Star Tracks

updated 12/10/1984 AT 01:00 AM EST

originally published 12/10/1984 AT 01:00 AM EST

Boy's blues
The house, intoned London's Daily Mail, "is about as bizarre as the star himself." Indeed, if the Logs, a 19th-century London mansion designed for one of the inventors of the flush toilet, enrages architectural historians (one, Sir Nikolaus Pevsner, calls it "a formidable atrocity"), it seems the perfect address for gaudy Boy George. In October, Boy fell in love with the place, once owned by pop-eyed comic Marty Feldman, and promptly agreed to acquire it for $600,000. Then Fleet Street announced his intention, which put the Boy in a funk. "It is highly likely he will put the place straight back on the market without ever moving in," Boy's Virgin Records company spokesman announced. "He is very accessible to his fans. But when he gets home he wants to be able to shut his front door and enjoy his privacy. He is totally outraged at the leak and feels very depressed and betrayed."

Once more upon a mattress
To celebrate the 25th anniversary of her stage debut in Once Upon a Mattress, Carol Burnett threw a New York bash for the show's original cast and such friends as Dom DeLuise and Mary Martin. What did Burnett think of her mattress-shaped cake? "I'll have to sleep on it," she said.

Angie's gam bit
After presenting a trophy at the International Emmy Awards in New York, Angie Dickinson made another presentation backstage. "The photographers were saying, 'Show us your great legs,' " says Angie, 52. She complied but added, unnecessarily, "If it looks like crud I won't do it again."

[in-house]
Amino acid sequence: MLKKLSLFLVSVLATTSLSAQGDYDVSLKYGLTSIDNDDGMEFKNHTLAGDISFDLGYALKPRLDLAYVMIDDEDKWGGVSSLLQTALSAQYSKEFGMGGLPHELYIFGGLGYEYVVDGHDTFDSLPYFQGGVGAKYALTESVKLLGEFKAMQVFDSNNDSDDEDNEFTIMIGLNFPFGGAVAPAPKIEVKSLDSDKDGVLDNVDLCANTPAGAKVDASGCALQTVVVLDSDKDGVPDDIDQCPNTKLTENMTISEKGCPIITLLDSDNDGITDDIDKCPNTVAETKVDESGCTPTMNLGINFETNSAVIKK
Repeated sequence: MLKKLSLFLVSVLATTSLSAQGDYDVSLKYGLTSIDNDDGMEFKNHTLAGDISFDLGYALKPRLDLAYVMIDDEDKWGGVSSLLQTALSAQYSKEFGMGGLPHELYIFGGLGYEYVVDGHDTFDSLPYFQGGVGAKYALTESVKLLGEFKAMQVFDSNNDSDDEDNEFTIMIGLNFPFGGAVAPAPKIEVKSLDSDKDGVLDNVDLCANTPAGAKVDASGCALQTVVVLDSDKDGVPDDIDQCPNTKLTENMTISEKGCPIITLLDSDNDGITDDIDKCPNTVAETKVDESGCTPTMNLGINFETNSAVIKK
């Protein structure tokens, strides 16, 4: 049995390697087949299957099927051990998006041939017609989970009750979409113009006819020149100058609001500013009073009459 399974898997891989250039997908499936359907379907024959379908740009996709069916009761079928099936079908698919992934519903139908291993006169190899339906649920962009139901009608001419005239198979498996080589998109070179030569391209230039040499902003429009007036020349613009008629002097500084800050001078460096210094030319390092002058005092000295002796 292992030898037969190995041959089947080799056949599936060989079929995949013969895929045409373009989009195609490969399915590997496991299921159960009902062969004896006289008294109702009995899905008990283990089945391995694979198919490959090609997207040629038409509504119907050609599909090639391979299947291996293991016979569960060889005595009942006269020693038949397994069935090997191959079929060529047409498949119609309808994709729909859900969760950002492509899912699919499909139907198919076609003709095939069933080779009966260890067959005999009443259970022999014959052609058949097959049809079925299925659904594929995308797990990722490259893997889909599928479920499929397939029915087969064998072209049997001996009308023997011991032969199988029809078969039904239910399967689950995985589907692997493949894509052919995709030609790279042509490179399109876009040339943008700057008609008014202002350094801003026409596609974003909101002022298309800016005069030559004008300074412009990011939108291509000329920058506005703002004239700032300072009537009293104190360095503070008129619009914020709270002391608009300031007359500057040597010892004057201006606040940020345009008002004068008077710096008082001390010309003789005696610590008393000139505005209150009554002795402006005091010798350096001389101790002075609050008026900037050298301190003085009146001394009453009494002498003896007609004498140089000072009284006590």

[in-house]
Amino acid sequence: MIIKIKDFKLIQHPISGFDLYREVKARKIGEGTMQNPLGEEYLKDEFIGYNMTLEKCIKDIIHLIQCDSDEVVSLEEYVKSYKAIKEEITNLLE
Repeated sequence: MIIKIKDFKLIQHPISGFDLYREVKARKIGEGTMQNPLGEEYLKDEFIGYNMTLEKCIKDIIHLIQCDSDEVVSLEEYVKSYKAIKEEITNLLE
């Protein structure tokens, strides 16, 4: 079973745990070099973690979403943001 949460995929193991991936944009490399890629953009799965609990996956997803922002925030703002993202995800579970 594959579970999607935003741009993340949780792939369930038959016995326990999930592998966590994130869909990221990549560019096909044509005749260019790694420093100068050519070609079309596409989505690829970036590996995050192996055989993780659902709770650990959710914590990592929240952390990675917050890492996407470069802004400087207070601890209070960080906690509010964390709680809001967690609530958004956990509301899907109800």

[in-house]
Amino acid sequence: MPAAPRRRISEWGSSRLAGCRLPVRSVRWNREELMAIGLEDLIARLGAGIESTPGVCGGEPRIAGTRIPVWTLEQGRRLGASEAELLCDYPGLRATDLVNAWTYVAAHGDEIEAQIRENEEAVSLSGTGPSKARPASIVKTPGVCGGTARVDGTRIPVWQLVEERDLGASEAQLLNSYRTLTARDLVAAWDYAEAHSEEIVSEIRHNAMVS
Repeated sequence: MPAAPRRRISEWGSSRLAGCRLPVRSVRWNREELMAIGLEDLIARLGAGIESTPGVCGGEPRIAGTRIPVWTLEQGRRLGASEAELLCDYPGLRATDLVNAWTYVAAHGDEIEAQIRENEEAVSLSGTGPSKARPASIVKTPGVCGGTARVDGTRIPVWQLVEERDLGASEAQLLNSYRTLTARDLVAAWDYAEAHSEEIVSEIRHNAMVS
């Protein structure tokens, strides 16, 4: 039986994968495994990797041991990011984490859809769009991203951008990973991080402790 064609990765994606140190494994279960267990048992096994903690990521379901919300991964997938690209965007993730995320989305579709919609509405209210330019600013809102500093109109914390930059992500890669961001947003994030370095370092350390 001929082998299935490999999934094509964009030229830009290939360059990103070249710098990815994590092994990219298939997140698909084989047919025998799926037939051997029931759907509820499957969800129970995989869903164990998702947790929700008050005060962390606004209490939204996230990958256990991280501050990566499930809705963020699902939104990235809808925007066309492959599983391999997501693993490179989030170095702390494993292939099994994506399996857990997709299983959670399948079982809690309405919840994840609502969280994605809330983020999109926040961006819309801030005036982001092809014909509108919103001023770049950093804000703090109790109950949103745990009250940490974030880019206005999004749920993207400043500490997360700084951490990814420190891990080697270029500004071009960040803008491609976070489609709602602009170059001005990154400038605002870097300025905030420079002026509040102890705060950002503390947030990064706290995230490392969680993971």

Bag man
"He stole my recipes," joked Sonny Bono after Warren Beatty emerged from the singer's L.A. restaurant, Bono, doggie bag in hand. "He's probably going to open Warren's." More likely it's just that Beatty, who dined with actress Lori (Footloose) Singer, is a bachelor, and a man's gotta eat.

Tow, tow, tow your boats gruelingly down a mile

Most 70-year-olds celebrate their birthdays quietly. By blowing out the candles on their cake, for instance. But not Jack LaLanne, that tireless self-promoter and granddad of America's physical fitness movement. LaLanne turned 70 by donning a red-white-and-blue wet suit, plunging into chilly Long Beach harbor and towing a flotilla of 70 boats—containing 70 friends—for one grueling mile. He did this in handcuffs and foot shackles. "Otherwise," deadpans LaLanne, "anyone would be doing these things." The purpose: "To show that as you get older, you can get better. If I can do it, you can do it."

LaLanne, who was working out before Jane Fonda and Richard Simmons were born, has been doing it professionally since 1936, when he opened the first modern health spa in the U.S. in downtown Oakland, Calif. In the '50s he became a television exercise guru—a new TV series is planned for 1985—and this is hardly his first birthday-oriented PR stunt. At 65, for example, he towed 65 boats containing 6,500 pounds of cargo across a lake. LaLanne, who daily pumps iron for one and a half hours and then swims two miles, added another two to three miles to his regimen to train for his birthday swim. Still, it was no piece of cake. Due to shifting winds and currents, "it was the closest I've ever come to quitting," he admits. Indeed, for his 80th birthday he plans to ease up a bit. "Maybe," he says with a grin, "I'll just tow my wife across the bathtub."

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